News

Research study into Body Image & Parenting

BPP University is looking for participants to take part in a short online survey investigating the influence of parenting behaviours on body image satisfaction.

If you would like to participate you can follow this link.

For more information you can contact Dr Tamara Shengelia : tamara.shengelia@bpp.com

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BDD at Christmas – Some top tips!

We know that this can be a difficult time of year if you are battling BDD, here are some tips to help you get through the season.

Beating BDD Podcast #24 – Simon Antony

We know that this can be a difficult time of year if you are battling BDD, here are some tips to help you get through the season.

Simon describes how the brutal bullying he suffered at school set him on a long journey with BDD, which culminated in a transformative stay in psychiatric hospital and writing a book about his experiences.


You can download the transcript for this episode here:

Crowdfunding – Swans Reflecting Elephants

BPP University is looking for participants to take part in a short online survey investigating the influence of parenting behaviours on body image satisfaction.

Niek Silvan, a 32 year old, who lives in Amsterdam has had BDD as long as he can remember. Two years ago he received a diagnosis and was able to access therapy. He is now channelling his experience with the condition into creativity. With this film, ‘Swans Reflecting Elephants’, he wants to portray the feeling of BDD and how a mental illness that is so invisible from the outside can destroy you completely.

“I want to give a new perspective on life, on a mental illness, on beauty and ugliness and that eventually we all have our insecurities about the way we look and are. I hope the film can help BDD to become more known for people that haven’t heard of it, and people who suffer from it, or might have it so that they get recognition”

Niek and his team have 10 days left to fund this project and need your help to raise the funds!!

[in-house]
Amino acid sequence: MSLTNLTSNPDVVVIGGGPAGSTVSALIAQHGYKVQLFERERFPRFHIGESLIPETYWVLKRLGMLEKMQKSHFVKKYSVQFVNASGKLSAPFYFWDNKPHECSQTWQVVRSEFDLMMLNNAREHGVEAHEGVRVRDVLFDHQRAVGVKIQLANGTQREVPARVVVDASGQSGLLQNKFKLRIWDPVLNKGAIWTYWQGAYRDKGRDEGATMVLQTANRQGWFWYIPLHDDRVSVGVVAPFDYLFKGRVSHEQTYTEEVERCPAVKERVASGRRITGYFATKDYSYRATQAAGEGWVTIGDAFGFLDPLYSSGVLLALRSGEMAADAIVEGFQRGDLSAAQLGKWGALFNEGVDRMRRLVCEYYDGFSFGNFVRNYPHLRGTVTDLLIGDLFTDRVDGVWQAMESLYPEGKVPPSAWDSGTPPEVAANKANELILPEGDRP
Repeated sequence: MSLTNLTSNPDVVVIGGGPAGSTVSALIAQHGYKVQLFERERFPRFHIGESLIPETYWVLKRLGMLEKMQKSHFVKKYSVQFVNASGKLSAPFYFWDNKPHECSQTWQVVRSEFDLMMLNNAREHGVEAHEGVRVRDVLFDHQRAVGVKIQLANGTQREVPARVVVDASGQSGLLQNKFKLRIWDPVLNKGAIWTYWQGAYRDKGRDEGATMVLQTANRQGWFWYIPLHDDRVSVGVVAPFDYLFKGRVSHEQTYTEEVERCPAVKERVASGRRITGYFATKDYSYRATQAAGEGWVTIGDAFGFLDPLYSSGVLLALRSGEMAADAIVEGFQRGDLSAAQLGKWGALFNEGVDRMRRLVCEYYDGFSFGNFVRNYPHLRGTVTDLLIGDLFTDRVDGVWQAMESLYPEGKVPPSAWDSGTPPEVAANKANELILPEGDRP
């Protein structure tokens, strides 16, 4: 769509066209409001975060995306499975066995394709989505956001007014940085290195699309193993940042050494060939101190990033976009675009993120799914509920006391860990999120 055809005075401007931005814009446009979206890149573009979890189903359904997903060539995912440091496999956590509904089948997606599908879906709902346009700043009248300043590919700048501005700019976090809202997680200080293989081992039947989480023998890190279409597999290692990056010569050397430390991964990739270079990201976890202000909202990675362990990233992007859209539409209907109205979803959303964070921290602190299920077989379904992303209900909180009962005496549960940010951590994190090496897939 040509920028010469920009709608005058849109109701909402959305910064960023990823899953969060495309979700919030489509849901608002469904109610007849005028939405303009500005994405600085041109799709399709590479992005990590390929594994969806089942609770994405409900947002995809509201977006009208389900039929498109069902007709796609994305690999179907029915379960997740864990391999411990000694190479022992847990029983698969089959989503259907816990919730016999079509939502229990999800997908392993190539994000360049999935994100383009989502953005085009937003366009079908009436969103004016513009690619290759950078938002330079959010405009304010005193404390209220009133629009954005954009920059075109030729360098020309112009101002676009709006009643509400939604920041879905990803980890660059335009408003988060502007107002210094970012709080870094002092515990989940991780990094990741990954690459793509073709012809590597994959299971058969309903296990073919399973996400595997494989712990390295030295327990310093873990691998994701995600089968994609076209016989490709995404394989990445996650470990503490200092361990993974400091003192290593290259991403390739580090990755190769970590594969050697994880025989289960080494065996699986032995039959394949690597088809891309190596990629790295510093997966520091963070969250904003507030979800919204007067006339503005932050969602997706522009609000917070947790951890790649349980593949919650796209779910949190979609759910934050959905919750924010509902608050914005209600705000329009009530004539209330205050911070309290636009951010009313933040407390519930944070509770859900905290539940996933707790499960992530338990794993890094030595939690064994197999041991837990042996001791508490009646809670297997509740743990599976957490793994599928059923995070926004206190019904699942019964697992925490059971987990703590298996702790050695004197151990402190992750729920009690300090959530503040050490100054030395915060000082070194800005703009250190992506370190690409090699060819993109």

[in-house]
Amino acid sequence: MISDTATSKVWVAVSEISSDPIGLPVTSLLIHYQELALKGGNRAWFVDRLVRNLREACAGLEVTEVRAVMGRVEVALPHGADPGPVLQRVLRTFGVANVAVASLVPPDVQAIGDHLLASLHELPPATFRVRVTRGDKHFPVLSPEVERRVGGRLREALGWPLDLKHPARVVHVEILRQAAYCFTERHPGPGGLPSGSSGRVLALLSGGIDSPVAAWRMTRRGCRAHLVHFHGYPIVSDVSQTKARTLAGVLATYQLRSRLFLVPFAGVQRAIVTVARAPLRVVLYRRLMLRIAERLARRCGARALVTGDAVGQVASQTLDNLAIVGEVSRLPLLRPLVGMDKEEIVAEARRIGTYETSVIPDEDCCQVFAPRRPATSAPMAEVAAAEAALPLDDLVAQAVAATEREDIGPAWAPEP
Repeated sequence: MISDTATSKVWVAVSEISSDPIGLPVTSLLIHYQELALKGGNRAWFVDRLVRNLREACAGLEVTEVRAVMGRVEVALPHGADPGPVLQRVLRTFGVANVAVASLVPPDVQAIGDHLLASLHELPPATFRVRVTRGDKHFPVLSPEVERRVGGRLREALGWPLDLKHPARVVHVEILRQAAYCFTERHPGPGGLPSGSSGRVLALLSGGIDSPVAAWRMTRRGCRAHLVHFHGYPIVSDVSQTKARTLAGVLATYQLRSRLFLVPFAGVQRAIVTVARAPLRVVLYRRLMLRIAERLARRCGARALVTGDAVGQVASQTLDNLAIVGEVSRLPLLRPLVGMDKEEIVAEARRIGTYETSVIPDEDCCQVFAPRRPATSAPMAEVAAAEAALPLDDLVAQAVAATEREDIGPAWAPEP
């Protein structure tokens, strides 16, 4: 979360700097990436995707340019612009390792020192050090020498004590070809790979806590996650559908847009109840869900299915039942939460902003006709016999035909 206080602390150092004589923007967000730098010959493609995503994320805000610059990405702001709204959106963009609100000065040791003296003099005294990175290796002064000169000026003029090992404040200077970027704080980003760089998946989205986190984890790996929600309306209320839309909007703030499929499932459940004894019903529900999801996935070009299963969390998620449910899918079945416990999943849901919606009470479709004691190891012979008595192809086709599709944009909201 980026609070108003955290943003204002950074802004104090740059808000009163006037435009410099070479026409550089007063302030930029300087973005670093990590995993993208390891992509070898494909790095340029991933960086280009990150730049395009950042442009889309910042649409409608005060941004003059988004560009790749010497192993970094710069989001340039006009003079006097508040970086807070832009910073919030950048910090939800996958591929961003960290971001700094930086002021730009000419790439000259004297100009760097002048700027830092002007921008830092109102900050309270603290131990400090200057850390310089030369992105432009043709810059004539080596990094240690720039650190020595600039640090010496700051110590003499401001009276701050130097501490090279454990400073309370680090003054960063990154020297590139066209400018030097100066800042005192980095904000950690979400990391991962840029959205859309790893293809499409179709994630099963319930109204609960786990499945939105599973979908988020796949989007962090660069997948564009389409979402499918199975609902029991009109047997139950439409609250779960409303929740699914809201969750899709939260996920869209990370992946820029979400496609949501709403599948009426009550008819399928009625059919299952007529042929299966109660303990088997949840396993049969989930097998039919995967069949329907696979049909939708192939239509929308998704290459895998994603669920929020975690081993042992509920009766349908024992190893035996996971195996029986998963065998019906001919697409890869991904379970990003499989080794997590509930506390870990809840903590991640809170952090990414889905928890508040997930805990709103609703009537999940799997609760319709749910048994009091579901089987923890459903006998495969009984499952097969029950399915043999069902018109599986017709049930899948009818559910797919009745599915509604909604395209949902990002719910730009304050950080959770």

Please support him by following this link and donating.

You can follow the development of this film on their Instagram page

Monki x BDD Foundation

BPP University is looking for participants to take part in a short online survey investigating the influence of parenting behaviours on body image satisfaction.

We’re teaming up with Monki to raise awareness of Body Dysmorphic Disorder.

They are supporting our petition directed at the EU Parliament calling for transparency on altered images on social media. We believe organisations, companies, and influencers should be legally required to state when images have been manipulated for paid content online.

BDD is largely overlooked and undiagnosed and it can seriously affect a person’s daily life, including work, education, social life and relationships. As a result, social anxiety, isolation and depression are very common in BDD. This is why we think it’s important that the condition receives more awareness to be able to give more information and support to the ones who need it. We know that the highest rates of BDD are seen in adolescent girls (5.6%) and the proliferation of unrealistic images being viewed by this age group is causing harm.

By signing the petition, you’re advocating for change and helping raise awareness. We see a petition calling for transparency on altered images online as vital to transparency of online representation. Your signature is crucial in driving change and making an impact.

Sign the petition now!

Spread the word by using the Monki filter!

Monki collaborated with amazing female AR artists to launch a set of purpose-driven filters that help spread the word about the petition and BDD as a condition.

Both Monki and BDD Foundation believe that these filters play a part in raising awareness on the danger of comparing ourselves with altered/unrealistic images.  The filters are not beauty filters and they do not portray an unrealistic beauty standard. Instead, they are fun and creative whilst promoting a positive message and supporting an important cause.